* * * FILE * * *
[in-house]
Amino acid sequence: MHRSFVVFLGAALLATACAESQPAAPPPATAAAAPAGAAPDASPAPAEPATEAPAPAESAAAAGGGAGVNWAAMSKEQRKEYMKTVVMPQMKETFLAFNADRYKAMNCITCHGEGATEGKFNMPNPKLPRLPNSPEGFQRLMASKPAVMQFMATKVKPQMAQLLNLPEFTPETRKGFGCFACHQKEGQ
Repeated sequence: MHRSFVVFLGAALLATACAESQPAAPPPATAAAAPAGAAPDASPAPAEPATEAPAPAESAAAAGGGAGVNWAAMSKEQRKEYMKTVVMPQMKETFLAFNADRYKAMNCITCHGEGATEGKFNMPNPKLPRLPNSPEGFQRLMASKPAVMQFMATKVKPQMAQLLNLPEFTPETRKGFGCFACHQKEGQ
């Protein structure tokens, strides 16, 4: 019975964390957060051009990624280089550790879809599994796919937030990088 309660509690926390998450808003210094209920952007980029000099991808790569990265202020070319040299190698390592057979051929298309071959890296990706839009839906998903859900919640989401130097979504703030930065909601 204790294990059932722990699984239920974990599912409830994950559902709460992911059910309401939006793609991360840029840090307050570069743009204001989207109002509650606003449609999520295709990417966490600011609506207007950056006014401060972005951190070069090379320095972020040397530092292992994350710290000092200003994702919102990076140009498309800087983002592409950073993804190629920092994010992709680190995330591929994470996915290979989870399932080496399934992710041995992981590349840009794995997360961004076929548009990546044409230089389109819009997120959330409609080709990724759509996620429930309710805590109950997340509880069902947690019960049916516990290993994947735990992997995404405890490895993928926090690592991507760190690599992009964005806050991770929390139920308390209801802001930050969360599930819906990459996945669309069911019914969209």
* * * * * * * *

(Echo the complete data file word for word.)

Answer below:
[in-house]
Amino acid sequence: MHRSFVVFLGAALLATACAESQPAAPPPATAAAAPAGAAPDASPAPAEPATEAPAPAESAAAAGGGAGVNWAAMSKEQRKEYMKTVVMPQMKETFLAFNADRYKAMNCITCHGEGATEGKFNMPNPKLPRLPNSPEGFQRLMASKPAVMQFMATKVKPQMAQLLNLPEFTPETRKGFGCFACHQKEGQ
Repeated sequence: MHRSFVVFLGAALLATACAESQPAAPPPATAAAAPAGAAPDASPAPAEPATEAPAPAESAAAAGGGAGVNWAAMSKEQRKEYMKTVVMPQMKETFLAFNADRYKAMNCITCHGEGATEGKFNMPNPKLPRLPNSPEGFQRLMASKPAVMQFMATKVKPQMAQLLNLPEFTPETRKGFGCFACHQKEGQ
């Protein structure tokens, strides 16, 4: 019975964390957060051009990624280089550790879809599994796919937030990088 309660509690926390998450808003210094209920952007980029000099991808790569990265202020070319040299190698390592057979051929298309071959890296990706839009839906998903859900919640989401130097979504703030930065909601 204790294990059932722990699984239920974990599912409830994950559902709460992911059910309401939006793609991360840029840090307050570069743009204001989207109002509650606003449609999520295709990417966490600011609506207007950056006014401060972005951190070069090379320095972020040397530092292992994350710290000092200003994702919102990076140009498309800087983002592409950073993804190629920092994010992709680190995330591929994470996915290979989870399932080496399934992710041995992981590349840009794995997360961004076929548009990546044409230089389109819009997120959330409609080709990724759509996620429930309710805590109950997340509880069902947690019960049916516990290993994947735990992997995404405890490895993928926090690592991507760190690599992009964005806050991770929390139920308390209801802001930050969360599930819906990459996945669309069911019914969209």